Our contact at Microsoft was kind enough to forward us a link to this tidbit, which points out that Microsoft is officially confirming rumors that the company is set to release a portable music player along with an integrated music service. Unfortunately, Microsoft doesn't elaborate any further than previous rumors already have, so the only real news here is that the company is finally admitting that something is indeed in the works. Forgive me for being jaded, but could someone please wake me when they announce something exciting?
Update (1:50 p.m. PT):
The Billboard.biz article requires registration so here are some excerpts from Antony Bruno's article entitled "Zune Gets in the Ring," which features Chris Stephenson, Microsoft's new GM of marketing for MSN Entertainment Business. According to Stephenson, Zune represents "a family of hardware and software products" that will start appearing late this year. Highlights:
In general: The first implementation of this will be the portable music player and digital music service, in what is the company's strongest effort yet to rein in Apple Computer's iTunes/iPod juggernaut... Because the product lines have not yet been finalized, Microsoft would not discuss specifications. However, Stephenson did confirm that the initial music device will contain a hard drive and the much-discussed Wi-Fi connection for wireless Internet access.
Regarding wireless integration: Zune users will be able to view each other's playlists, recommend music, and sample tracks in what Stephenson describes as a multifaceted music discovery experience. This capability will extend to the Xbox 360 game console, PCs running Windows Media Center, and mobile phones using the Windows Mobile operating system.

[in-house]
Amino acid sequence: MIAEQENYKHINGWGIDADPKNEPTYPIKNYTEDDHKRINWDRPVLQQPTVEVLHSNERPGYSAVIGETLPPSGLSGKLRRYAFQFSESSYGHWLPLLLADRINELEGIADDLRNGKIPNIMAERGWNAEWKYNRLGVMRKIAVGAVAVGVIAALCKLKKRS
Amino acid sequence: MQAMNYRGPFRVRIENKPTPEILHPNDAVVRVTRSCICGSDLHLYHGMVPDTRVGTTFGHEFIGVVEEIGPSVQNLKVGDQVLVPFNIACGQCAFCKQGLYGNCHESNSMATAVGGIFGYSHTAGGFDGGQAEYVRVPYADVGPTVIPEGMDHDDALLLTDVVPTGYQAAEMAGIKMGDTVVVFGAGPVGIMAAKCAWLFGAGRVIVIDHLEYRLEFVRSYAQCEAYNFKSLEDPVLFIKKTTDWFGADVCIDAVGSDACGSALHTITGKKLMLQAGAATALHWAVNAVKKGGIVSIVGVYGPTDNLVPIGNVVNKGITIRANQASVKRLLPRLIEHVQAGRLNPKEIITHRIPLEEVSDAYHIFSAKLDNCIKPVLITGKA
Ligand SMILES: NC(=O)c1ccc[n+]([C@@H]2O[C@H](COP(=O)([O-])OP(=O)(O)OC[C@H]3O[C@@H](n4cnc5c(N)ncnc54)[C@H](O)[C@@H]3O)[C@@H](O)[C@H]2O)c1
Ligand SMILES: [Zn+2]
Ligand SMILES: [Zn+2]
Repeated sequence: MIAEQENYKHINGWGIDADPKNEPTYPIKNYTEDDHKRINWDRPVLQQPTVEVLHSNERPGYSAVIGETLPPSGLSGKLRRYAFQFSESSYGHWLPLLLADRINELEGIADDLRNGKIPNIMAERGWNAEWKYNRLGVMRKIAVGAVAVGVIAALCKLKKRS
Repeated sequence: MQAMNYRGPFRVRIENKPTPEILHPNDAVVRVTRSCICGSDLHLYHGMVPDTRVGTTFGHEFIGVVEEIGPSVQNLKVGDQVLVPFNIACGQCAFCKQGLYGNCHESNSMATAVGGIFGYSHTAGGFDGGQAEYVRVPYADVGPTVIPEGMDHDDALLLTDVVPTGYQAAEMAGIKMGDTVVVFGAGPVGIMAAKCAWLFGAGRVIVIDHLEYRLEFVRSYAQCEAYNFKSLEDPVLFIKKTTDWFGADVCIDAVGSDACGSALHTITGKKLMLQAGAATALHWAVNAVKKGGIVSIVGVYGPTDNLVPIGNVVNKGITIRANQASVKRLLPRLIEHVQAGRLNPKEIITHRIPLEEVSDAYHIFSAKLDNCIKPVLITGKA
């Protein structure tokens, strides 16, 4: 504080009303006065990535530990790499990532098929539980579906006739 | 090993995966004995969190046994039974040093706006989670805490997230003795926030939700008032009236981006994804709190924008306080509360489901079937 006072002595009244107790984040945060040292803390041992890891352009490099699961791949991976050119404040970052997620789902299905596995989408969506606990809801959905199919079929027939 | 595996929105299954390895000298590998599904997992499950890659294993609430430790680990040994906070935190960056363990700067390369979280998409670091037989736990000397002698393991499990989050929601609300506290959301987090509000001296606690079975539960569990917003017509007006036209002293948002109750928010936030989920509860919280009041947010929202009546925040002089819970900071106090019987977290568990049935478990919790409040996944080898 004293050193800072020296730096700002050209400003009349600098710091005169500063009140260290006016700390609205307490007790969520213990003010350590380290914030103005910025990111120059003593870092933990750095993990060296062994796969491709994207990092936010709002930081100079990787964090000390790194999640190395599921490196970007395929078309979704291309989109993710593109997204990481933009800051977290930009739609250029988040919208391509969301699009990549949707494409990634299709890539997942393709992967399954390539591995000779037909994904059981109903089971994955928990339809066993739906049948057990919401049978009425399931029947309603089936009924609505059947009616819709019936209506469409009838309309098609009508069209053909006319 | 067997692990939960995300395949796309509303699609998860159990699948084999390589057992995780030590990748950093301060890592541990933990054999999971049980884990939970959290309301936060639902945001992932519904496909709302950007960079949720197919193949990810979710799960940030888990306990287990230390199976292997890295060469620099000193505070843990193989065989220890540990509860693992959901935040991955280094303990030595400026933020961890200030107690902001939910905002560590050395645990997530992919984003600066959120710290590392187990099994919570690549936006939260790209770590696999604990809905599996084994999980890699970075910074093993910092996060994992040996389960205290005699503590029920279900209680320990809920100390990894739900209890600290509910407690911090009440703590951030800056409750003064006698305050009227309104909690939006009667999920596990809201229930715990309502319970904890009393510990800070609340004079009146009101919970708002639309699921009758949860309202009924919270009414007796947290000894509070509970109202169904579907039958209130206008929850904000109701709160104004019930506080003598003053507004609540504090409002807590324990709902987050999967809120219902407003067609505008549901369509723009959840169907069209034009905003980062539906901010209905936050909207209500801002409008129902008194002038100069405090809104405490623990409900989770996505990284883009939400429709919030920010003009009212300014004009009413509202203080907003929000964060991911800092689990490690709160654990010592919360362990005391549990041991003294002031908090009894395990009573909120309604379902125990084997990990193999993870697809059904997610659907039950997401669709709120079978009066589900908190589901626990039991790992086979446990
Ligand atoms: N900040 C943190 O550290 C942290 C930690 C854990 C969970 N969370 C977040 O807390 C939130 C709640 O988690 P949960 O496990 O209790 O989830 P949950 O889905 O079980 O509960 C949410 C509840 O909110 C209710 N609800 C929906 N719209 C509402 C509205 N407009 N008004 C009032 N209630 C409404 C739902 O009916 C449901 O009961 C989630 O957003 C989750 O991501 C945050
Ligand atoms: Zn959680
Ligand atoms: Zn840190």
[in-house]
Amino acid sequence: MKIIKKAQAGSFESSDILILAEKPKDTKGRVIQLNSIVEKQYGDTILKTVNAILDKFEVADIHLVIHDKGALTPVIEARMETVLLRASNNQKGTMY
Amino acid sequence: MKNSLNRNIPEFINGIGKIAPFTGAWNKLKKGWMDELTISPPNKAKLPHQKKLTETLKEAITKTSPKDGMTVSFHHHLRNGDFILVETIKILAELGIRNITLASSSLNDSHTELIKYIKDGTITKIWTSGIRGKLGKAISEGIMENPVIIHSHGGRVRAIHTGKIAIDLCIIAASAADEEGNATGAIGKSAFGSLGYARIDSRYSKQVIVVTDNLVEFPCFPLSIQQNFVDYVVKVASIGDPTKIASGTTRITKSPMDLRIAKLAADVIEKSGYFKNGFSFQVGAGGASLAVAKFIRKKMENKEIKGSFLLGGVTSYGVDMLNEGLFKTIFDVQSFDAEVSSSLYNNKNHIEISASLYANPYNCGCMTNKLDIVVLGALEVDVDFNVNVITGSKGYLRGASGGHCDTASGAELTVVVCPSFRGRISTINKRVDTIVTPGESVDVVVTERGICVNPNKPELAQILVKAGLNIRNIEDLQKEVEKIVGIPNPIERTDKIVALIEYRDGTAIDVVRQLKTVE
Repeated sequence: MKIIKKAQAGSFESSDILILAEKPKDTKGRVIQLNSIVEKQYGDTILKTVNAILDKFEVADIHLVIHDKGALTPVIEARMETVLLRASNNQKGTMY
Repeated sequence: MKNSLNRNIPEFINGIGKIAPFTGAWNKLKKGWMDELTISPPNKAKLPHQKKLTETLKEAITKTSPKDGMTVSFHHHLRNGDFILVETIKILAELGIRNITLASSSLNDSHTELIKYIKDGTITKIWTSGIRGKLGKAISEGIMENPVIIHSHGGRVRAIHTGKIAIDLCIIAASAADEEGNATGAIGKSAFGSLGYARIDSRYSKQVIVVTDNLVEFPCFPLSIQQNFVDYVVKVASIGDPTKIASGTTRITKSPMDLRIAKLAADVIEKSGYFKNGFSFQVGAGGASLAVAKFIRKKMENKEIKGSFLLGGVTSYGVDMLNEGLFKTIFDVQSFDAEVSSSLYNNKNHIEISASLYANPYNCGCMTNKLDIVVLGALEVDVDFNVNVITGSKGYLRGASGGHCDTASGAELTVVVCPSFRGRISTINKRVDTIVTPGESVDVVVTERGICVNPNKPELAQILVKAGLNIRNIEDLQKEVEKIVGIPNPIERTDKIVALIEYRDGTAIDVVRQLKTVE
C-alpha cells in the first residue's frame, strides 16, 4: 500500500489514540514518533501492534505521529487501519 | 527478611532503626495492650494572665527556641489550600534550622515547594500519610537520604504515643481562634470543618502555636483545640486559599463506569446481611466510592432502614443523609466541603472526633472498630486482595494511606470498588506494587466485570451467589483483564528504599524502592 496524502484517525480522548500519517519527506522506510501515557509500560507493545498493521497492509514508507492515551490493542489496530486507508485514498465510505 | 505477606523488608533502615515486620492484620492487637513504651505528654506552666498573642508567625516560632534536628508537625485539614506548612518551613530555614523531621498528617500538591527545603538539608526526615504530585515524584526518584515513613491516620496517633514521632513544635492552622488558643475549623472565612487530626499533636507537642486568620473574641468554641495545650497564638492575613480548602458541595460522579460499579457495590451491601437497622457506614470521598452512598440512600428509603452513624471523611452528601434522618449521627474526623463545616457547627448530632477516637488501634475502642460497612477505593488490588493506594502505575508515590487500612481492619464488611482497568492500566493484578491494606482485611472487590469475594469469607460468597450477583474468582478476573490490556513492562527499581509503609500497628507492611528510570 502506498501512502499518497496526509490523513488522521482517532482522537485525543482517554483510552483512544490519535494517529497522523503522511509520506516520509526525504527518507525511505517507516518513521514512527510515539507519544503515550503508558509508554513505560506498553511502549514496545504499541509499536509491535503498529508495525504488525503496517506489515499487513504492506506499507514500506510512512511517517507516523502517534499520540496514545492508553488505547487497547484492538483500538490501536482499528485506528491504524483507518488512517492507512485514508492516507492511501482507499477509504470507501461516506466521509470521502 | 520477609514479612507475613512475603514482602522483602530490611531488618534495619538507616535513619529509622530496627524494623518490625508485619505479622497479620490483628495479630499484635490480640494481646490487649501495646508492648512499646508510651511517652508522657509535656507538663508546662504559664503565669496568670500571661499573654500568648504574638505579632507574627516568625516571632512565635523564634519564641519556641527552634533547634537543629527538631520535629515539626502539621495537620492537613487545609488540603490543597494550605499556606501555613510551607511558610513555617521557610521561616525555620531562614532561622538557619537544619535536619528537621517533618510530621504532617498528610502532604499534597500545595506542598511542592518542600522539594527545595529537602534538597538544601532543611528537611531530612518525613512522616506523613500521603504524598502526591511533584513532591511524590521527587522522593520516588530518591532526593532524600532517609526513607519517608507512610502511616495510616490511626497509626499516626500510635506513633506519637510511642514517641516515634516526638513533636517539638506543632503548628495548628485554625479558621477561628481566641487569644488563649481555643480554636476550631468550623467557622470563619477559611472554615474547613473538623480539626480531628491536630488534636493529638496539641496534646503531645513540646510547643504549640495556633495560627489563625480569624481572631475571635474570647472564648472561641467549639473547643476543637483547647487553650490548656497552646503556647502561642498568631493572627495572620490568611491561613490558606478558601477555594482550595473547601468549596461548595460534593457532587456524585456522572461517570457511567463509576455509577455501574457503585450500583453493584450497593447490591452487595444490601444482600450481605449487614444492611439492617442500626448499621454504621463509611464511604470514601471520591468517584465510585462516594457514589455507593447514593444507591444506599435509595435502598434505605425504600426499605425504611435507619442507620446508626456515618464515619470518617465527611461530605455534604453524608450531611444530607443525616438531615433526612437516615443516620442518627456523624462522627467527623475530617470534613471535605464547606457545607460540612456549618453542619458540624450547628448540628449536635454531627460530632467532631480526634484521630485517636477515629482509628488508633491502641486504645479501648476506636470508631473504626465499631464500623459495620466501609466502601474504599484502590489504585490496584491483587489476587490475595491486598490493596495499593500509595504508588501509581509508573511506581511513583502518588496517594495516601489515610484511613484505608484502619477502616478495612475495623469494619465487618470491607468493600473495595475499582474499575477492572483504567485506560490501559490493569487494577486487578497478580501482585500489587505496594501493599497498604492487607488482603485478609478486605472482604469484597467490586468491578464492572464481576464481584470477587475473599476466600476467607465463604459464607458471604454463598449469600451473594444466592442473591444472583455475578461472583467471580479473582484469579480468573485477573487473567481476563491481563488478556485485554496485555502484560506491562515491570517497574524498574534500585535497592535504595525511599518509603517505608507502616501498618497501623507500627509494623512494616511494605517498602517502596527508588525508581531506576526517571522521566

Music biz is hopeful: "We're incredibly excited by it," Warner Music Group senior VP of strategy and product development George White says. "It's something that we hoped peer-to-peer services would bring to the digital retail space."
On advertising: Microsoft will support the Zune launch with a massive advertising and marketing campaign expected to be heavily artist-centric, including several live performances nationwide. Stephenson says the total effort will be on a par with that of the Xbox 360 launch, which cost a reported $500 million.
The article also suggests that the existing MSN Music service will not be part of the Zune ecosystem and that, while it will be supported by Microsoft, it will probably be "left to die on the vine." Much of this information has already been consumed, but now we know what's official and what's not.
More details at News.com.